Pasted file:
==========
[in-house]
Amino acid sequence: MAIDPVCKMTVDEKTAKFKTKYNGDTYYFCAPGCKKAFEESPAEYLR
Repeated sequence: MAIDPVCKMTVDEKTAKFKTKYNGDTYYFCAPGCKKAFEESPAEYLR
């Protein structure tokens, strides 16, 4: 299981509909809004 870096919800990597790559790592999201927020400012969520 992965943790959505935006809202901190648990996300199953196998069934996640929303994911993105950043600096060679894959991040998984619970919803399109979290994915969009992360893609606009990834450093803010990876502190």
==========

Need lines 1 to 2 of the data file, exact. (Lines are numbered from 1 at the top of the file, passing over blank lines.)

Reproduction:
[in-house]
Amino acid sequence: MAIDPVCKMTVDEKTAKFKTKYNGDTYYFCAPGCKKAFEESPAEYLR